Two years after starting to produce electric cars, U.S. car maker Tesla Motors has opened the first part of its huge battery manufacturing plant, which will eventually cover more than a square kilometer. Situated close to Reno, Nevada, the so-called Gigafactory will eventually produce more lithium-ion batteries than were made worldwide in 2013. VOA's George Putic reports.
    Video

    Video Polio-affected Afghan Student Fulfilling Her Dreams in America

    Afghanistan is one of only two countries in the world where children still get infected by polio. The other is Pakistan. Mahbooba Akhtarzada who is from Afghanistan, was disabled by polio, but has managed to overcome the obstacles caused by this crippling disease. VOA's Zheela Nasari caught up with Akhtarzada and brings us this report narrated by Bronwyn Benito.
    Video

    Video Hillary Clinton Promises to Build a 'Better Tomorrow'

    Democratic presidential candidate Hillary Clinton urged voters Thursday not to give in to the politics of fear. She vowed to unite the country and move it forward if elected in November. Clinton formally accepted the Democratic Party's nomination at its national convention in Philadelphia. VOA national correspondent Jim Malone has more.
    Video

    Video Trump Tones Down Praise for Russia

    Republican presidential candidate Donald Trump is toning down his compliments for Russia and Vladimir Putin as such rhetoric got him in trouble recently. After calling on Russia to find 30.000 missing emails from rival Hillary Clinton, Trump told reporters he doesn't know Putin and never called him a great leader, just one who's better than President Barack Obama. Putin has welcomed Trump's overtures, but, as Zlatica Hoke reports, ordinary Russians say they are not putting much faith in Trump.
    Video

    Video Uganda Unveils its First Solar-powered Bus

    A solar-powered bus described by its Ugandan makers as the first in Africa has made its public debut. Kiira Motors' electric bus, Kayoola, displayed recently at a stadium in Uganda's capital. From Kampala, Maurice Magorane filed this report narrated by Salem Solomon.
    Video

    Video Silicon Valley: More Than A Place, It's a Culture

    Silicon Valley is a technology powerhouse and a place that companies such as Google, Facebook and Apple call home. It is a region in northern California that stretches from San Francisco to San Jose. But, more than that, it's known for its startup culture. VOA's Elizabeth Lee went inside one company to find out what it's like to work in a startup.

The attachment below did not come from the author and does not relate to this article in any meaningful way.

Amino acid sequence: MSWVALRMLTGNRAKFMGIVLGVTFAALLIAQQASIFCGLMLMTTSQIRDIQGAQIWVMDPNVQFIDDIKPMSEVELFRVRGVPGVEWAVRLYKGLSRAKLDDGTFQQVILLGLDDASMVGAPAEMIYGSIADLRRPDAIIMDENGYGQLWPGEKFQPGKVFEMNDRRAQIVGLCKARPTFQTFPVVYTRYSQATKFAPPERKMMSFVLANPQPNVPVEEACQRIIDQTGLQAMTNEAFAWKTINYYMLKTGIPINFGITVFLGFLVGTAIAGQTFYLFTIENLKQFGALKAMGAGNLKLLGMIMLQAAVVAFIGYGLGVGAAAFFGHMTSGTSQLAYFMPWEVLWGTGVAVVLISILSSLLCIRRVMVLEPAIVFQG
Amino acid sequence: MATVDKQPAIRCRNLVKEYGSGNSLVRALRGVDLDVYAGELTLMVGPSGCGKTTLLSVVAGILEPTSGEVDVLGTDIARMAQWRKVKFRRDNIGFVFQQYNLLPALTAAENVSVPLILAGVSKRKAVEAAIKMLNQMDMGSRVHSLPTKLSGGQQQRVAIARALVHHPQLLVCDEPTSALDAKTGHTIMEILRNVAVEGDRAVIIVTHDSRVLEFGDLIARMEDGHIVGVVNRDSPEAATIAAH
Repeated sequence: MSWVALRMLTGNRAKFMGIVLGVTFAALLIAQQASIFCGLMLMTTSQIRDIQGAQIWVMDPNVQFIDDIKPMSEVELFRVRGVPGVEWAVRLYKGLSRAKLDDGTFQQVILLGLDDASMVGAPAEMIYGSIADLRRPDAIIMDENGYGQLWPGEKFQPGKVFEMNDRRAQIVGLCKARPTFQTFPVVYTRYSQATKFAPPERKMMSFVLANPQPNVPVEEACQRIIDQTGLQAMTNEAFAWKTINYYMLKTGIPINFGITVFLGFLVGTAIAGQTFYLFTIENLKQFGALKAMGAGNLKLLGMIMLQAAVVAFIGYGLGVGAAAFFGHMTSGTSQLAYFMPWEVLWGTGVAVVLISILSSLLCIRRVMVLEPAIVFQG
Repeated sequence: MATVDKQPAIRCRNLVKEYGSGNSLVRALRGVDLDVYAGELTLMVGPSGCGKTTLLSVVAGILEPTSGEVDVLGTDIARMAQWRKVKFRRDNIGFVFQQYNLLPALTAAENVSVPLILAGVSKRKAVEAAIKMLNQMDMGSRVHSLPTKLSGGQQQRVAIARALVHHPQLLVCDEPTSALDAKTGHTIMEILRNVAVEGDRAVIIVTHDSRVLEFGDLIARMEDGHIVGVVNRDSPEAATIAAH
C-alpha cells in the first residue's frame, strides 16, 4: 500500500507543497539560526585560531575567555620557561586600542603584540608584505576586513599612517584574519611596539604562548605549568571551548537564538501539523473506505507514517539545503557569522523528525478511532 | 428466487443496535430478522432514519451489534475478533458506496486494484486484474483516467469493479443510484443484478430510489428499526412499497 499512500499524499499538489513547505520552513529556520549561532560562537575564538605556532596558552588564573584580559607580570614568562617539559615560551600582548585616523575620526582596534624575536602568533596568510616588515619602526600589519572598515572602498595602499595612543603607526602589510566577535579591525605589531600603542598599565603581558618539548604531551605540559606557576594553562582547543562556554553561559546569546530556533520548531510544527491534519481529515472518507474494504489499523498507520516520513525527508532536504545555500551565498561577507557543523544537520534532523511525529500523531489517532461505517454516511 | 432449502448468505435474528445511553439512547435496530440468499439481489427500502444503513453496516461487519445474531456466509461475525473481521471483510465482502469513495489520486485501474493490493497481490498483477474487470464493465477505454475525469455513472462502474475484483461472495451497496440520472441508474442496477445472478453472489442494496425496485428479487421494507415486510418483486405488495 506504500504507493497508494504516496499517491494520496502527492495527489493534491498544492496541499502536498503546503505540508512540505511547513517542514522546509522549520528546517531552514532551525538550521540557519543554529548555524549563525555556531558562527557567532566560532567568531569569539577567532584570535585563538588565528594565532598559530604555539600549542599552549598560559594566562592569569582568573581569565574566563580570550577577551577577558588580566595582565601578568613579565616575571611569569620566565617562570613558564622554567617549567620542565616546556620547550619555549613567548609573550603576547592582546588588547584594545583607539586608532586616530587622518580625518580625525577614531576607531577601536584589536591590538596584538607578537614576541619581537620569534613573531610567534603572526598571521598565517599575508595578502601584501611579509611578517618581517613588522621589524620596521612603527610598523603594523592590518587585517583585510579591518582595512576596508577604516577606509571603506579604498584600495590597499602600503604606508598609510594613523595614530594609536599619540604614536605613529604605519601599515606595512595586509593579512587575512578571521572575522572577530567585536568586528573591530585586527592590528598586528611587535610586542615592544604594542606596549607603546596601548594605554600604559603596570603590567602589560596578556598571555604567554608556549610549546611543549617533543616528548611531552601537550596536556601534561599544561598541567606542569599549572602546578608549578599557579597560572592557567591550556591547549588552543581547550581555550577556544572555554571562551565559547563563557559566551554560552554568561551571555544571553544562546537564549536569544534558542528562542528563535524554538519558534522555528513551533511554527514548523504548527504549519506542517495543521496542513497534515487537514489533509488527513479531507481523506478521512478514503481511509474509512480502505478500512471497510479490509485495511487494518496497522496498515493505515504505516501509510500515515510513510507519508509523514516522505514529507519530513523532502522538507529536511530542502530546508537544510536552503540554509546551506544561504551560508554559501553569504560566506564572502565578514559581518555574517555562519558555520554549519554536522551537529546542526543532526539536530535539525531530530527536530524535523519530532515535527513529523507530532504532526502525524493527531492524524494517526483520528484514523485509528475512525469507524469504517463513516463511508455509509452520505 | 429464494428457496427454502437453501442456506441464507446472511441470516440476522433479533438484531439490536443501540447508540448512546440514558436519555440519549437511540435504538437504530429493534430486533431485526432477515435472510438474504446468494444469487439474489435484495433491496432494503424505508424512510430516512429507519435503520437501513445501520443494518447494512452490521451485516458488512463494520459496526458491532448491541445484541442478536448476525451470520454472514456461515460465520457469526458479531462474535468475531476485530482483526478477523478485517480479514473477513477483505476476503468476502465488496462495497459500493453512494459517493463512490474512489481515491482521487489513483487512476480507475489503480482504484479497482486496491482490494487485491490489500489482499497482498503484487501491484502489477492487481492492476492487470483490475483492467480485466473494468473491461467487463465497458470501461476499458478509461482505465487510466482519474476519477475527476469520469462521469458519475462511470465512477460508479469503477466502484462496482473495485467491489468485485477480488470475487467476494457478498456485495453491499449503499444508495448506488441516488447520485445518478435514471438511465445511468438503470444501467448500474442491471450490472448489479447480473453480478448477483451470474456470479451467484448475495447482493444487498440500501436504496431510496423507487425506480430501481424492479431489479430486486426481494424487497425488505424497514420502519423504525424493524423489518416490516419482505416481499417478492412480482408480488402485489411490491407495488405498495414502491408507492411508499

Video

    Video Immigrant Delegate Marvels at Democratic Process

    It’s been a bitter and divisive election season – but first time Indian-American delegate Dr. Shashi Gupta headed to the Democratic National Convention with a sense of hope. VOA’s Katherine Gypson followed this immigrant with the love of U.S. politics all the way to Philadelphia.
    Video

    Video Dutch Entrepreneurs Turn Rainwater Into Beer

    June has been recorded as one of the wettest months in more than a century in many parts of Europe. To a group of entrepreneurs in Amsterdam the rain came as a blessing, as they used the extra water to brew beer. Serginho Roosblad has more to the story.
    Video

    Video Commerce Thrives on US-Mexico Border

    At the Democratic Convention in Philadelphia this week, the party’s presumptive presidential nominee, Hillary Clinton, is expected to attack proposals made by her opponent, Republican presidential nominee Donald Trump, to build a wall along the U.S.-Mexico border. Last Friday, President Barack Obama hosted his Mexican counterpart, President Enrique Peña Nieto, to underscore the good relations between the two countries. VOA’s Greg Flakus reports from Tucson.
    Video

    Video Film Helps Save Ethiopian Children Thought to be Cursed

    'Omo Child' looks at effort of African man to stop killings of ‘mingi’ children
    Video

    Video London’s Financial Crown at Risk as Rivals Eye Brexit Opportunities

    By most measures, London rivals New York as the only true global financial center. But Britain’s vote to leave the European Union – so-called ‘Brexit’ – means the city could lose its right to sell services tariff-free across the bloc, risking its position as Europe’s financial headquarters. Already some banks have said they may shift operations to the mainland. Henry Ridgwell reports from London.

    Special Report

    Adrift The Invisible African Diaspora